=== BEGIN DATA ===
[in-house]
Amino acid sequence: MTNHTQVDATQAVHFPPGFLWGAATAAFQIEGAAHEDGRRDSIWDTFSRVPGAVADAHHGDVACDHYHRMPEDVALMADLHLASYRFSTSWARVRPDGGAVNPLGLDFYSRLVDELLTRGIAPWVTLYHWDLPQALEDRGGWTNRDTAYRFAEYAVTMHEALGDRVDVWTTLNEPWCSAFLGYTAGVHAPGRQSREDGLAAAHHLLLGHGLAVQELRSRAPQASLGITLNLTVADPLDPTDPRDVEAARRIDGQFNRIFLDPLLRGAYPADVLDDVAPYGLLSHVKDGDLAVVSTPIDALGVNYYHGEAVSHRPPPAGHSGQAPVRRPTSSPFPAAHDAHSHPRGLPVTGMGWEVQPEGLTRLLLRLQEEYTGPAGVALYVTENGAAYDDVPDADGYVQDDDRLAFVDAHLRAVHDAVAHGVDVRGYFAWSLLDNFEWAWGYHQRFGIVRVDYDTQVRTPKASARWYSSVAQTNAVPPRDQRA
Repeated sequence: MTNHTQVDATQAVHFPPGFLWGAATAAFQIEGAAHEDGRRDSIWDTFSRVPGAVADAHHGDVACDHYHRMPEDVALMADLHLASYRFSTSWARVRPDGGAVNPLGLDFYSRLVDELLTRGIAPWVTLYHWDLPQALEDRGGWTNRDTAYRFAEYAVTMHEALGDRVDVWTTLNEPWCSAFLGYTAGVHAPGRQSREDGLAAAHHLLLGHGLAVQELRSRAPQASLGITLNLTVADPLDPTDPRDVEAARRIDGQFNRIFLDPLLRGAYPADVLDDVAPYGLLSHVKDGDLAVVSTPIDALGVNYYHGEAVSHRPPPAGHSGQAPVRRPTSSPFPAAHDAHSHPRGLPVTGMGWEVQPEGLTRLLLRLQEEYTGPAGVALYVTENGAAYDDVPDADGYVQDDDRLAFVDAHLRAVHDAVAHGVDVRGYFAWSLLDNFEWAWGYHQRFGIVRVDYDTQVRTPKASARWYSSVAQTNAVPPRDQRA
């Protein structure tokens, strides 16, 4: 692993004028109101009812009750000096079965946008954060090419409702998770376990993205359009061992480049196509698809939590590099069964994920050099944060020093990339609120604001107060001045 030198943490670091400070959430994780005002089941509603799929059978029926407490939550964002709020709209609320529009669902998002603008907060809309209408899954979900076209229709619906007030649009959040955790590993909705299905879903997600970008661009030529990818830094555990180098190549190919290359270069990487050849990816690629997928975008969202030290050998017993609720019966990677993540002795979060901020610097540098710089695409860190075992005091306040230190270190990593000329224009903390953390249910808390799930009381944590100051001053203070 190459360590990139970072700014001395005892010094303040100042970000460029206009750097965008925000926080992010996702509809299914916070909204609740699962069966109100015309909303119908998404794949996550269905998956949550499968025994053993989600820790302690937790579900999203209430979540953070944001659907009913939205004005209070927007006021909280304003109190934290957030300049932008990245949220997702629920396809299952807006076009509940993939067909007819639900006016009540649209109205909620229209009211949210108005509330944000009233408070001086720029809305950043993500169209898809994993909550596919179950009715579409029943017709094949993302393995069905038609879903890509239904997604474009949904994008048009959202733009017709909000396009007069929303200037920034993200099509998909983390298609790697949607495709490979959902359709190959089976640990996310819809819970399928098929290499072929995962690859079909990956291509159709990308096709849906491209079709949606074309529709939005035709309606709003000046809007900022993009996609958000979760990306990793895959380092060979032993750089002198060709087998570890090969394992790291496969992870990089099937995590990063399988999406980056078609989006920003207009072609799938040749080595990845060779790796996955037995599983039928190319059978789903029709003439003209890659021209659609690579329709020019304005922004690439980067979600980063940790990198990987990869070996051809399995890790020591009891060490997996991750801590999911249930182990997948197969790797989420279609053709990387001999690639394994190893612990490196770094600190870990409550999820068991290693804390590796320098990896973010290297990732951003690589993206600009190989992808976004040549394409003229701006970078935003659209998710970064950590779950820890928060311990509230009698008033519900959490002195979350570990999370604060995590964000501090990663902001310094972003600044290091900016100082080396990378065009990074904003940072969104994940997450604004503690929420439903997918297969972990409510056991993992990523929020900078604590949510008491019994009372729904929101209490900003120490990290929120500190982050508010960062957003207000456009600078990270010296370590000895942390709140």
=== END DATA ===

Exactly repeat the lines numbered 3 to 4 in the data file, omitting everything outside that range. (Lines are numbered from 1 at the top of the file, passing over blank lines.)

Repeated sequence: MTNHTQVDATQAVHFPPGFLWGAATAAFQIEGAAHEDGRRDSIWDTFSRVPGAVADAHHGDVACDHYHRMPEDVALMADLHLASYRFSTSWARVRPDGGAVNPLGLDFYSRLVDELLTRGIAPWVTLYHWDLPQALEDRGGWTNRDTAYRFAEYAVTMHEALGDRVDVWTTLNEPWCSAFLGYTAGVHAPGRQSREDGLAAAHHLLLGHGLAVQELRSRAPQASLGITLNLTVADPLDPTDPRDVEAARRIDGQFNRIFLDPLLRGAYPADVLDDVAPYGLLSHVKDGDLAVVSTPIDALGVNYYHGEAVSHRPPPAGHSGQAPVRRPTSSPFPAAHDAHSHPRGLPVTGMGWEVQPEGLTRLLLRLQEEYTGPAGVALYVTENGAAYDDVPDADGYVQDDDRLAFVDAHLRAVHDAVAHGVDVRGYFAWSLLDNFEWAWGYHQRFGIVRVDYDTQVRTPKASARWYSSVAQTNAVPPRDQRA
């Protein structure tokens, strides 16, 4: 692993004028109101009812009750000096079965946008954060090419409702998770376990993205359009061992480049196509698809939590590099069964994920050099944060020093990339609120604001107060001045 030198943490670091400070959430994780005002089941509603799929059978029926407490939550964002709020709209609320529009669902998002603008907060809309209408899954979900076209229709619906007030649009959040955790590993909705299905879903997600970008661009030529990818830094555990180098190549190919290359270069990487050849990816690629997928975008969202030290050998017993609720019966990677993540002795979060901020610097540098710089695409860190075992005091306040230190270190990593000329224009903390953390249910808390799930009381944590100051001053203070 190459360590990139970072700014001395005892010094303040100042970000460029206009750097965008925000926080992010996702509809299914916070909204609740699962069966109100015309909303119908998404794949996550269905998956949550499968025994053993989600820790302690937790579900999203209430979540953070944001659907009913939205004005209070927007006021909280304003109190934290957030300049932008990245949220997702629920396809299952807006076009509940993939067909007819639900006016009540649209109205909620229209009211949210108005509330944000009233408070001086720029809305950043993500169209898809994993909550596919179950009715579409029943017709094949993302393995069905038609879903890509239904997604474009949904994008048009959202733009017709909000396009007069929303200037920034993200099509998909983390298609790697949607495709490979959902359709190959089976640990996310819809819970399928098929290499072929995962690859079909990956291509159709990308096709849906491209079709949606074309529709939005035709309606709003000046809007900022993009996609958000979760990306990793895959380092060979032993750089002198060709087998570890090969394992790291496969992870990089099937995590990063399988999406980056078609989006920003207009072609799938040749080595990845060779790796996955037995599983039928190319059978789903029709003439003209890659021209659609690579329709020019304005922004690439980067979600980063940790990198990987990869070996051809399995890790020591009891060490997996991750801590999911249930182990997948197969790797989420279609053709990387001999690639394994190893612990490196770094600190870990409550999820068991290693804390590796320098990896973010290297990732951003690589993206600009190989992808976004040549394409003229701006970078935003659209998710970064950590779950820890928060311990509230009698008033519900959490002195979350570990999370604060995590964000501090990663902001310094972003600044290091900016100082080396990378065009990074904003940072969104994940997450604004503690929420439903997918297969972990409510056991993992990523929020900078604590949510008491019994009372729904929101209490900003120490990290929120500190982050508010960062957003207000456009600078990270010296370590000895942390709140």